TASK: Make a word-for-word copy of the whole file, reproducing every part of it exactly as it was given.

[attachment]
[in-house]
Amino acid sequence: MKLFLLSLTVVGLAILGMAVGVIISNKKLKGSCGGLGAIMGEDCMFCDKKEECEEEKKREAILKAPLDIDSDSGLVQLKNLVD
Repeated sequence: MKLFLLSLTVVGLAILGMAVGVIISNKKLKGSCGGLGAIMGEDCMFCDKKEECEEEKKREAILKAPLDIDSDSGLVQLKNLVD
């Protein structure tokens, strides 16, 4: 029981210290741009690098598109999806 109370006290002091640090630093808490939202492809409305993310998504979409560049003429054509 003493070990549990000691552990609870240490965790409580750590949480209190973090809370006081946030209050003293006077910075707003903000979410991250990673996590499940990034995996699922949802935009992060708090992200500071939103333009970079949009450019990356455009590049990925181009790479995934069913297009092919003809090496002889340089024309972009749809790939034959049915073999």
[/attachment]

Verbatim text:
[in-house]
Amino acid sequence: MKLFLLSLTVVGLAILGMAVGVIISNKKLKGSCGGLGAIMGEDCMFCDKKEECEEEKKREAILKAPLDIDSDSGLVQLKNLVD
Repeated sequence: MKLFLLSLTVVGLAILGMAVGVIISNKKLKGSCGGLGAIMGEDCMFCDKKEECEEEKKREAILKAPLDIDSDSGLVQLKNLVD
């Protein structure tokens, strides 16, 4: 029981210290741009690098598109999806 109370006290002091640090630093808490939202492809409305993310998504979409560049003429054509 003493070990549990000691552990609870240490965790409580750590949480209190973090809370006081946030209050003293006077910075707003903000979410991250990673996590499940990034995996699922949802935009992060708090992200500071939103333009970079949009450019990356455009590049990925181009790479995934069913297009092919003809090496002889340089024309972009749809790939034959049915073999």